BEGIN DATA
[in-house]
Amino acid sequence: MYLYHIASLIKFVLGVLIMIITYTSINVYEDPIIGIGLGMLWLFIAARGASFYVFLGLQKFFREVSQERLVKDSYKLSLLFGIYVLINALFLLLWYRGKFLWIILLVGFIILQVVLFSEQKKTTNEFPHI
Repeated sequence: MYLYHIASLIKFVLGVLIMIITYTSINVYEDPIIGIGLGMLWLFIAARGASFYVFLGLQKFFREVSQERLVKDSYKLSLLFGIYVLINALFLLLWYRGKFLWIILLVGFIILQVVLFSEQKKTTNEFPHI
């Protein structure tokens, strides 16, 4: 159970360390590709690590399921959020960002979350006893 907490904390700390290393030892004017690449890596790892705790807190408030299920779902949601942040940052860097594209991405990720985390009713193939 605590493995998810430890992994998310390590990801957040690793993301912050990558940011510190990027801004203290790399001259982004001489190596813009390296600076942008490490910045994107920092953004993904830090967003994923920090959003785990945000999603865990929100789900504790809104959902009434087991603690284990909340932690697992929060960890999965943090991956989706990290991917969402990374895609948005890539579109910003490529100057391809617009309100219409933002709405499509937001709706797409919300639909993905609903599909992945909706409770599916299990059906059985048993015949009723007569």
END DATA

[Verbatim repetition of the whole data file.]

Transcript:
[in-house]
Amino acid sequence: MYLYHIASLIKFVLGVLIMIITYTSINVYEDPIIGIGLGMLWLFIAARGASFYVFLGLQKFFREVSQERLVKDSYKLSLLFGIYVLINALFLLLWYRGKFLWIILLVGFIILQVVLFSEQKKTTNEFPHI
Repeated sequence: MYLYHIASLIKFVLGVLIMIITYTSINVYEDPIIGIGLGMLWLFIAARGASFYVFLGLQKFFREVSQERLVKDSYKLSLLFGIYVLINALFLLLWYRGKFLWIILLVGFIILQVVLFSEQKKTTNEFPHI
């Protein structure tokens, strides 16, 4: 159970360390590709690590399921959020960002979350006893 907490904390700390290393030892004017690449890596790892705790807190408030299920779902949601942040940052860097594209991405990720985390009713193939 605590493995998810430890992994998310390590990801957040690793993301912050990558940011510190990027801004203290790399001259982004001489190596813009390296600076942008490490910045994107920092953004993904830090967003994923920090959003785990945000999603865990929100789900504790809104959902009434087991603690284990909340932690697992929060960890999965943090991956989706990290991917969402990374895609948005890539579109910003490529100057391809617009309100219409933002709405499509937001709706797409919300639909993905609903599909992945909706409770599916299990059906059985048993015949009723007569």